Matthew Weiner didn’t need to show us a young Don Draper watching his pseudo-mom having sex through a peephole to prove that his leading man is the ultimate Freudian character – but he did. From the start, watching Mad Men has been a master class in psychoanalysis, with Don unable to escape the perpetually oozing wounds of childhood.
Just in time for tomorrow’s finale, Dr. Stephanie Newman, author of Mad Men on the Couch, explains the most misunderstood man on Madison Avenue: why Ted is his Oedipal sibling; how he uses sex as a weapon; and what it would take to get Don out of the fetal position for good.
The case history: Obviously, the thing that’s huge with Don Draper is maternal loss. His mother died in childbirth, and he was raised by a cruel stepmother and a father who drank too much. One of the jobs a mother or caregiver does is to teach a baby to soothe itself. You’re not born knowing how to do that and in Don’s case no one ever taught him, which is why he so often feels desperate and is unable to control his feelings. In terms of women, we see him unwittingly playing out that initial loss in a serial fashion, provoking women to leave him. Most recently we saw this with Sylvia, but it has happened several times before – with Betty, with Faye, and with Rachel, the department-store heiress. Psychoanalysts really focus on the very early years, but it is certainly significant that, after losing his mother, Don spent part of his childhood living in a house of ill repute. The one woman who was somewhat maternal to him ended up being a young prostitute whom he had sex with, so it makes sense that there is a lot of confusion between sex and love. Of course, he doesn’t realize any of this. Someone like Don doesn’t wake up in the morning and say: “Yay, I want to feel badly, so I’m going to do everything I can to make the people I love leave me.” I’m not crazy about labels, but if I had to use a term, I would say that Don suffers from a fairly extreme personality disorder, possibly narcissistic personality disorder. He is incredibly fragile, but he also has an intense survival instinct, which we saw with his willingness to skirt the law and ethics by stealing another man’s identity during the war.
The conduct: Someone like Don will spend his entire day just trying to keep himself together. He is constantly feeling as if he is being mistreated – this person is a jerk, this person is being unfair, this person is out to get me. He suffers from extreme inferiority, but rather than acknowledge that, he is always looking to the outside to assign blame. We see this play out in a lot of his work relationships. His rivalry with Ted is somewhat Oedipal – Ted is basically his work sibling and Don is completely intent on destroying him. He is competitive because he wants to win over mommy so that she can take care of him.
Whether it’s at work or in his personal life, Don is likely not capable of having a mutual, stable relationship of good quality. Learning to experience other people is a psychological development; it’s a type of maturity that comes with good parenting. He doesn’t have the ability to view other people as separate beings. Instead, he just wants to dominate and control them. We see Don and Megan growing apart this year because he hasn’t been able to control her any more. When Don and Betty slept together at Bobby’s camp that was likely also about control. Now that Betty is unavailable she has some allure. For all of those years when she was available and wanted to be close, he wasn’t able to be there. Even with Sally – he really did want to be a better father to her than his own father, but he is destined to repeat those traumatic patterns.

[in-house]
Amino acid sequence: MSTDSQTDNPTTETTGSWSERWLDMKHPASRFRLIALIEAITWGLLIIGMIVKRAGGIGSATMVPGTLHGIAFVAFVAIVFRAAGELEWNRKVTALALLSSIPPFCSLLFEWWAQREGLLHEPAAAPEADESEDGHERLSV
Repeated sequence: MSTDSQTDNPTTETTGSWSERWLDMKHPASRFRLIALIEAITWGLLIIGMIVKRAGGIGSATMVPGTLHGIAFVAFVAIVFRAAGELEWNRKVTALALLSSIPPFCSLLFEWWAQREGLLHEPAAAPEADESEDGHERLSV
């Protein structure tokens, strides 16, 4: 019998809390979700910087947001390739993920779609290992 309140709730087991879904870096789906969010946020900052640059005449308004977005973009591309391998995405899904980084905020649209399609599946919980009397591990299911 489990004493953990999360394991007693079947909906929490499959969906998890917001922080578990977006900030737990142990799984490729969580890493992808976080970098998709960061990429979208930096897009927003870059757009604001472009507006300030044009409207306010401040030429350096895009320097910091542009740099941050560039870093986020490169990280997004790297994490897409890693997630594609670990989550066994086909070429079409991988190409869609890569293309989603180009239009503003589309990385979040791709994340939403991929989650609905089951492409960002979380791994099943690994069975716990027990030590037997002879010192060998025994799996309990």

The cure: The first step would be just getting Don to acknowledge that he is suffering deeply. Getting him to the place where he was willing to seek treatment would be huge. Often times people see a therapist because it is court mandated or because their spouse is going to leave them, but until they can acknowledge what is going on, making progress is difficult. The next step would be working so that we are both seeing the world in the same way. I mentioned that Don is constantly feeling mistreated, so it would be about establishing trust and then getting him to recognize his own patterns of behaviour. This happens a lot with patients. I will have to say to someone, “Did you notice that your last four relationships have been with someone who mistreated you?” It would also be important to point out and label feelings, which Don might not even be aware of, especially with all of the drinking.
The hope is a good relationship with a partner and with his children would be the outcome of addressing what’s going on inside. If you understand your feelings, you are able to make choices – I don’t have to sleep with this woman; I don’t need to drink a bottle of booze because my daughter is mad at me – I could just go talk to my daughter. The connection between self-understanding and action is huge. A lot of people don’t like Don, but I don’t think these are choices he is making. I feel for him – this is a person in a huge amount of pain.